The build is broken! How much time do we waste?

Continuous Integration (CI) encourages frequent code commit as opposed to running extensive QA process before merging the work to the trunk. I like Continuous Integration because the code changes are visible to everyone immediately. If someone makes a mistake, we can detect it before the problem is buried deep in the source code history.

However, one of my colleagues has a concern.

When someone breaks a build, developers who happen to download the broken source tree are blocked to work. It’s waste of engineering resource.

That’s right, but I wonder how much time we actually waste.

Suppose each developer, on average, breaks the build 30 minutes per week and we have five developers in the team. The average downtime of the build is 0.5 \times 5 = 2.5 (hours/week). Also suppose each developer downloads the source tree 4 times a day, which is 100 times per week as 4 \times 5 (developers) \times 5 (days) = 100 (gets/week).

Probability that no download operation hits the broken build period (= nobody is blocked to work) should follow Bernoulli trial.


where k=0, p = \frac{2.5 (hours)}{40 (hours)}, and n = 100, thus

P_0 = \binom{100}{0}(\frac{2.5}{40})^0(1-\frac{2.5}{40})^{(100-0)} = 0.00157

Similarly, the probability that only one download operation hits the broken build period is:

P_1 = \binom{100}{1}(\frac{2.5}{40})^1(1-\frac{2.5}{40})^{(100-1)} = 0.01050

And so on.

Now, suppose a developer has to wait for 30 minutes before the broken build is fixed. The expected blocking period when only one download operation hits the broken build period is P_1 \times 0.5 (hours) \times 1 (time), which is

\binom{100}{1}(\frac{2.5}{40})^1(1-\frac{2.5}{40})^{(100-1)} \times 0.5 \times 1 = 0.00525 (hours)

Similarly, the expected blocking period when just two download operations hit the broken build period is:

\binom{100}{2}(\frac{2.5}{40})^2(1-\frac{2.5}{40})^{(100-2)} \times 0.5 \times 2 = 0.0346 (hours)

And so on.

The total expected blocking period per week should be

\sum_{i=0}^{100}{\left(\binom{100}{i}(\frac{2.5}{40})^i(1-\frac{2.5}{40})^{(100-i)} \times 0.5 \times i\right)}=3.13 (hours)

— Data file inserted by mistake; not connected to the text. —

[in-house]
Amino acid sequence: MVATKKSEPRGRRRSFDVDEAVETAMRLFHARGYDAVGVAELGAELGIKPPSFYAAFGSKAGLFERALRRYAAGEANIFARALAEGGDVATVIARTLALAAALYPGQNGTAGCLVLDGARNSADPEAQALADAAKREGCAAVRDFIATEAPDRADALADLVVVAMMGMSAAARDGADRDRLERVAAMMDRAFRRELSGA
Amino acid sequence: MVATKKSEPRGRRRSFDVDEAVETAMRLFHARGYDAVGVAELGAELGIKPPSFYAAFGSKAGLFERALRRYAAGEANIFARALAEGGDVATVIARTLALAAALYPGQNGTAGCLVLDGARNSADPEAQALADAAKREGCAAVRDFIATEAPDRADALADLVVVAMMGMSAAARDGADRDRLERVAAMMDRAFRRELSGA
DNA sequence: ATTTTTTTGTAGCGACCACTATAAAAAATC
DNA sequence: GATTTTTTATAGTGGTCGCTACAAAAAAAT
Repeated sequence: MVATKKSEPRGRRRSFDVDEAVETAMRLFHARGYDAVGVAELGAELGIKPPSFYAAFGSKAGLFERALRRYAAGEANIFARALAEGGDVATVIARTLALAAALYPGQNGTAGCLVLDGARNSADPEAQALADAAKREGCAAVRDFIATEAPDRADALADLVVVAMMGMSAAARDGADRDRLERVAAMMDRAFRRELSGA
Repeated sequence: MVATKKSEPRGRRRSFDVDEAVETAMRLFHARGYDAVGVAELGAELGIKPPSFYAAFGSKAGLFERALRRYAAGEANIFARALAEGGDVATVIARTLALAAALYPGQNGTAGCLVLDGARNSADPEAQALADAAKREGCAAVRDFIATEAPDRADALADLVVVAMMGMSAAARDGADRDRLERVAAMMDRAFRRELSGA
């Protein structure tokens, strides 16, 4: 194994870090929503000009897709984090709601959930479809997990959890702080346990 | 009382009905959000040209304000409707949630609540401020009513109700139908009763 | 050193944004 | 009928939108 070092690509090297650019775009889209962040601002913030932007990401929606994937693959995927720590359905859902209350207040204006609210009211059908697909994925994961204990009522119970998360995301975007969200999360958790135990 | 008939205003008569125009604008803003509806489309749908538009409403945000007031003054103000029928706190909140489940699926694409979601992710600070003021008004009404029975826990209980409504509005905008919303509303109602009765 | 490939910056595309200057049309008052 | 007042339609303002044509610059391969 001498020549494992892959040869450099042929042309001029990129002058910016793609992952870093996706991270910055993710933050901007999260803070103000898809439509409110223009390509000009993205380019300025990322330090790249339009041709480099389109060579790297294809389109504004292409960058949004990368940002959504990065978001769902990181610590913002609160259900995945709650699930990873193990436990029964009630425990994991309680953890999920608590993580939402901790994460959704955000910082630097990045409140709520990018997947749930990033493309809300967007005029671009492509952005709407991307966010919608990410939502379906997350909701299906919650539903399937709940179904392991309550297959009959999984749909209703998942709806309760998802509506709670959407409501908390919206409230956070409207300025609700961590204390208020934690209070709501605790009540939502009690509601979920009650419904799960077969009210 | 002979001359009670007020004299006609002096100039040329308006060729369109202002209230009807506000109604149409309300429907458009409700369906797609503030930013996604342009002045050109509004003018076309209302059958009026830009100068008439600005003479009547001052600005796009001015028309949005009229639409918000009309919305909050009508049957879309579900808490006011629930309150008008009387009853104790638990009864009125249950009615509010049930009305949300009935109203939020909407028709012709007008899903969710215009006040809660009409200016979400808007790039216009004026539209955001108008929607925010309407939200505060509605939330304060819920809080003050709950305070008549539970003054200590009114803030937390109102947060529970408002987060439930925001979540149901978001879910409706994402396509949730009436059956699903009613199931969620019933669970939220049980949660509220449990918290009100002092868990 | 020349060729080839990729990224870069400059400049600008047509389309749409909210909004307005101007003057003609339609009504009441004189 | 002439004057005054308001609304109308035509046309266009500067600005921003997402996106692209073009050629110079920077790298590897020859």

Therefore, with the given parameter, we wastes 3.13 hours per week. As our total engineering hours is 5 (developers) \times 40 (hours) = 200 (hours), the waste ratio is about 3.13 / 200 = 0.0156, which is 1.56%.

The following graph shows the expected waste time ratio for various team size. Interestingly, it’s linear relations.

Considering the benefit of CI, I would say less than 5% of blocking time is acceptable. According to the graph, therefore, it’s not something we should worry about until the team size becomes more than 16 developers.

I used the following R script for the calculation.

brokenPeriod  <- 0.5      # Build broken peirod = 30 min per week
devCount <- 1:50          # number of developers
downloadPerWeek <- 4 * 5  # Each developer refresh the source tree four times a day

wasteTimeF <- function(numOfDevs){
  blockedDownload <- 1:(numOfDevs * downloadPerWeek)
  totalDownload <- numOfDevs * downloadPerWeek
  p <- (brokenPeriod * numOfDevs) / 40
  sum(dbinom(blockedDownload, totalDownload, p) * (blockedDownload * brokenPeriod))

wasteRatioF <- function(numOfDevs){
  wasteTimeF(numOfDevs) / (numOfDevs * 40)

wasteRatio <- sapply(devCount, wasteRatioF) 

About Moto

Engineer who likes coding
This entry was posted in Algorithm, Statistics and tagged , , , . Bookmark the permalink.

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